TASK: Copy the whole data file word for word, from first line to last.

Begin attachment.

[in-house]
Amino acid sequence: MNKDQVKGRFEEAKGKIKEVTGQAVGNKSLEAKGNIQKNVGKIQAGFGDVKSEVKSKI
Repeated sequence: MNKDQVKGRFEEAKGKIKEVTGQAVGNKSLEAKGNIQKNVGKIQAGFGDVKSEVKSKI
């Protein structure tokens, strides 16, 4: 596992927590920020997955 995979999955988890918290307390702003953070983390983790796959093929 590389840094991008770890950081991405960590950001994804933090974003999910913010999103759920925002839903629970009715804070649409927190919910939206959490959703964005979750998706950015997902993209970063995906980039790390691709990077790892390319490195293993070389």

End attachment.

[in-house]
Amino acid sequence: MNKDQVKGRFEEAKGKIKEVTGQAVGNKSLEAKGNIQKNVGKIQAGFGDVKSEVKSKI
Repeated sequence: MNKDQVKGRFEEAKGKIKEVTGQAVGNKSLEAKGNIQKNVGKIQAGFGDVKSEVKSKI
């Protein structure tokens, strides 16, 4: 596992927590920020997955 995979999955988890918290307390702003953070983390983790796959093929 590389840094991008770890950081991405960590950001994804933090974003999910913010999103759920925002839903629970009715804070649409927190919910939206959490959703964005979750998706950015997902993209970063995906980039790390691709990077790892390319490195293993070389």